VALENCIENNES, France (Reuters) - Second-half headers from Vivianne Miedema and Stefanie van der Gragt earned the Netherlands a 2-0 win over Italy on Saturday as they reached the women’s World Cup semi-finals for the first time.
The Dutch, deserved victors in intense heat at the Stade du Hainaut, will face the winners of Saturday’s other quarter-final between Germany and Sweden, who play later in Rennes.
Italy, who have never gone beyond the last eight, had the better of the chances in the first half but the European champions stepped up their game after the break and both goals came from quality set-piece deliveries from Sherida Spitse.
Defending World Cup champions the United States will face England in the opening semi-final on Tuesday in Lyon with the second semi on Wednesday.
The Netherlands’ left-sided playmaker Lieke Martens was passed fit despite suffering a foot injury while celebrating a goal in the previous round.
With the venue only a two-hour drive away from the Dutch border, the 22,600 crowd was mostly bedecked in Orange in the bright sunshine.
But despite those boosts, the Dutch initially struggled to create openings against an Italian defense well marshalled by captain Sara Gama.
The Azzurre had the first real chance when Barbara Bonansea’s flick-on found Valentina Bergamaschi in the area but the midfielder’s lob was too easy for Dutch keeper Sari van Veenendaal.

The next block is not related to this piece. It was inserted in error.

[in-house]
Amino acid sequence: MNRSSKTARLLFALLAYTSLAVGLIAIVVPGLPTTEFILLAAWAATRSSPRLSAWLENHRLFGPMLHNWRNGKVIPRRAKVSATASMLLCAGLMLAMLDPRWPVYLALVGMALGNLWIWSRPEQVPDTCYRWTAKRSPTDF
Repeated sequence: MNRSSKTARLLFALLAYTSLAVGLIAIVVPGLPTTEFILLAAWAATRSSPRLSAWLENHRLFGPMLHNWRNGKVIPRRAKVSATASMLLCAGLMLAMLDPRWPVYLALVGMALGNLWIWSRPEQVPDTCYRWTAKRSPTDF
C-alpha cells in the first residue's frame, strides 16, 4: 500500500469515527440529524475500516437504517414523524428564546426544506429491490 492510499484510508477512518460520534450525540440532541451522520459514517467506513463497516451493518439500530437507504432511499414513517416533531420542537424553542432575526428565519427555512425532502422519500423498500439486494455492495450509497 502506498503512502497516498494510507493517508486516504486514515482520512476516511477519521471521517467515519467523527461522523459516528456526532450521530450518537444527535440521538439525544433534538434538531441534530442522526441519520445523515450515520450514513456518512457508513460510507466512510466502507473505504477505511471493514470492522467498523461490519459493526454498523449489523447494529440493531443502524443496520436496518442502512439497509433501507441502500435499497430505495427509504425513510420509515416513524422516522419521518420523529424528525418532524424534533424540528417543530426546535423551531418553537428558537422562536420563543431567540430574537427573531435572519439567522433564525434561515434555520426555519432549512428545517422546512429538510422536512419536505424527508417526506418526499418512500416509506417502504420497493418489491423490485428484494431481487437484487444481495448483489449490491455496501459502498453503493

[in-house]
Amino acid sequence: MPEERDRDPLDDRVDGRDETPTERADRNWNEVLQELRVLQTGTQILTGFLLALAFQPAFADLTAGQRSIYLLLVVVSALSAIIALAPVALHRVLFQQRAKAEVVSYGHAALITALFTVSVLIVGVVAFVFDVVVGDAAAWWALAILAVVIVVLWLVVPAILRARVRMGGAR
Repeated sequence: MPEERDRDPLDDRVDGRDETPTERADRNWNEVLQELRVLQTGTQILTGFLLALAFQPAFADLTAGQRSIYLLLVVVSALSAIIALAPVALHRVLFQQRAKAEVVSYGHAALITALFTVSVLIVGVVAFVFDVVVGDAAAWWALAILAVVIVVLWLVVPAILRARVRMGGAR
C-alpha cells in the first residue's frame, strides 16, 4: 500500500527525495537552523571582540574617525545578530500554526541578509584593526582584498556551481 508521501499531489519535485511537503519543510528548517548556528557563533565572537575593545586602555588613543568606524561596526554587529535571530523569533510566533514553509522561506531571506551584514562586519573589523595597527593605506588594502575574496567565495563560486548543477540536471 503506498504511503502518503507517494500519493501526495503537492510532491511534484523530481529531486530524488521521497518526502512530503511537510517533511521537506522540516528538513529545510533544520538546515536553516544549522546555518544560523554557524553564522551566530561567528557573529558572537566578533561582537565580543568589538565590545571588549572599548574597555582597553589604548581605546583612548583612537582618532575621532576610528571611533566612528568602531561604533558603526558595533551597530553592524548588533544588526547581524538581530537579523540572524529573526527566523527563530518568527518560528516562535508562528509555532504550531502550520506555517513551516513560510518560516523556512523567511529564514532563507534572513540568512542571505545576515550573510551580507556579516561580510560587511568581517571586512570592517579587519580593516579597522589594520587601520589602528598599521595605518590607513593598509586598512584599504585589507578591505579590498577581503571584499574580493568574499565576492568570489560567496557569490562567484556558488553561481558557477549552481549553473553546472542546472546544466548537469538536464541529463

Bergamaschi had another chance when, after a smart interchange won her space in the box, she scuffed her shot and then moments later Valentina Giacinti pulled her shot wide from a promising position.
The Dutch coach Sarina Wiegman clearly took advantage of the break to address their problems and it was a very different approach after the interval.
The introduction of Lineth Beerensteyn for the out-of-sorts right-winger Shanice van de Sanden also helped the Dutch step up the tempo but when the breakthrough came in the 70th minute it was from a set piece.
Spitse, from wide on the left, whipped in a fine, high cross and the towering Miedema timed her run and jump perfectly, beating Laura Guiliani with a deft, glancing header.
Ten minutes later the game was put beyond the Italians when Spitse, this time from the right, delivered a flat cross which defender Van Der Gragt met with a firm header.
Italy had nothing left in the tank and it was cruise control from then on for the Dutch, who will now fancy their chances of reaching the final for the first time.
“I didn’t expect to be in the semi-finals of this World Cup,” said Miedema.
“We’ve been complaining that we’re not playing the best football but in the end we’re in the semis. We’ve done amazing and we can be really proud,” she said.
An emotional Italy coach Milena Bertolini said her team had achieved more than just a run to the last eight.
“The women’s game has been discovered and appreciated back home, so it’s a big deal. I believe the girls have a greater confidence and awareness of what great players they are,” she said.
“They need to be proud of themselves. The way they played and approached matches and their passion, they’ve shown people back home that football can be a sport where you have enjoyment, helping one another, unity and all these values. I think that’s why the public have fallen in love with this team.”
Reporting by Simon Evans; Editing by Christian Radnedge and Toby Davis